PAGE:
• Company or employee discretion to change the time and form of payment following a permissible payment event, for example, the discretion to pay in a lump sum or in installments upon separation from service, the discretion to delay payments if certain cash flow targets are not met or discretion to make subsequent payment deferrals;
  • Impermissible company discretion to accelerate payment events;
  • Impermissible reimbursement or in-kind benefit provisions; and
  • Failure to provide for the required six-month delay in payments to “specified employees” of publicly traded companies.

In a helpful clarification, the IRS noted that certain language contained in many plans will not cause a document failure unless there is a pattern or practice of a specific, noncompliant interpretation of the language. For example, if the plan uses “as soon as reasonably practicable,” or substantially similar language, to designate the timing of a payment following a Section 409A permissible payment event, such language will not fail to satisfy Section 409A unless the employer has a pattern or practice of making late payments that do not qualify for the timeliness exception under the regulations. Likewise, using the term “acquisition event” rather than “change in control” as a payment event, without further definition, will not cause a Section 409A document error if the term is not interpreted to provide payments under any circumstances that would not constitute a “change in control,” as defined in Section 409A.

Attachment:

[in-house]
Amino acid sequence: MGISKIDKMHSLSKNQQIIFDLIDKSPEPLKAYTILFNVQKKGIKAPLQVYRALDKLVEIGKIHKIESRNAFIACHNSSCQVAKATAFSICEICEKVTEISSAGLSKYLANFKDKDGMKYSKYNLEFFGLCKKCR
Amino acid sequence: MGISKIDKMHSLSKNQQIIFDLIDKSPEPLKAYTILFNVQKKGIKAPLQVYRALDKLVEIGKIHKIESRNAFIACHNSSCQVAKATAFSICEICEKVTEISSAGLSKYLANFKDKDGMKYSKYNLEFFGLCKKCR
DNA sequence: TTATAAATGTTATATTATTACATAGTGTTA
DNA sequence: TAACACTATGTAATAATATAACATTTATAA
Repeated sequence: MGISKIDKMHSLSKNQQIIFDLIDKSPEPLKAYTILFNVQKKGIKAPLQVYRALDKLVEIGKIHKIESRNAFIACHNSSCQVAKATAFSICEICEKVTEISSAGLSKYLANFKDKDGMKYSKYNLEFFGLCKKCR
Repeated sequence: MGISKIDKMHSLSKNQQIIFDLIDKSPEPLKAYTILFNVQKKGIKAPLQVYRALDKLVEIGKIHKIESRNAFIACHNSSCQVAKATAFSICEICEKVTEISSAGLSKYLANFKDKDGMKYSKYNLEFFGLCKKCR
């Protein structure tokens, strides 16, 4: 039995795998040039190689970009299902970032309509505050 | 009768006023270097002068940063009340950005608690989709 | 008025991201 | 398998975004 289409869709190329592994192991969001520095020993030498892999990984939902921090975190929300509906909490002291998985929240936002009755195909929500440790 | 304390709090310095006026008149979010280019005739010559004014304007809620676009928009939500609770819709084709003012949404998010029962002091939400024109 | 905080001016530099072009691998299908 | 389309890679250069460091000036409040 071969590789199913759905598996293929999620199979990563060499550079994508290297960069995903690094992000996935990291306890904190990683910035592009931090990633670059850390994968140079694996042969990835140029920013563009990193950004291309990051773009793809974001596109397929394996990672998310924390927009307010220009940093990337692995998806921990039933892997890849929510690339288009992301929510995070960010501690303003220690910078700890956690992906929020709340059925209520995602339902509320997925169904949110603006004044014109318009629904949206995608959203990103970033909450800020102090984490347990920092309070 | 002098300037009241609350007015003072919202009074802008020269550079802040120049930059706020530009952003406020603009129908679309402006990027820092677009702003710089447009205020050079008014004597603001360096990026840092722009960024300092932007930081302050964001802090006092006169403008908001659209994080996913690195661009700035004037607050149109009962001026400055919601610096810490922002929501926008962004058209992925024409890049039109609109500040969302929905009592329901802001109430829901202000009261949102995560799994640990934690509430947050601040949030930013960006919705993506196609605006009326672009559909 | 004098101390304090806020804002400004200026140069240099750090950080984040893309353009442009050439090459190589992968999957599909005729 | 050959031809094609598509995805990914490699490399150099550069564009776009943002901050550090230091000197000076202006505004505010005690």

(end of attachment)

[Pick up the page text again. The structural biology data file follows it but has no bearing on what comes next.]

What is Not Eligible for Correction under the Notice?

  • Employers and Employees under Examination. Neither the federal income tax return of the employer nor the employee can be under audit for any year in which the document failure existed. In the employer’s case, this limitation applies only if the employer has received written notification specifically citing nonqualified deferred compensation as an issue under consideration.
  • Intentional Failures and Listed Transactions. The plan document failures must be inadvertent and unintentional. In addition, the plan document failure must not be directly or indirectly related to participation in any listed transaction.
  • Stock Rights. Stock rights that are subject to Section 409A, such as discounted stock options and stock appreciation rights, are not eligible for relief under this Notice; however, Notice 2008-113 provides certain relief for operational failures result-ing from the grant of discounted stock rights.

What Relief is Provided?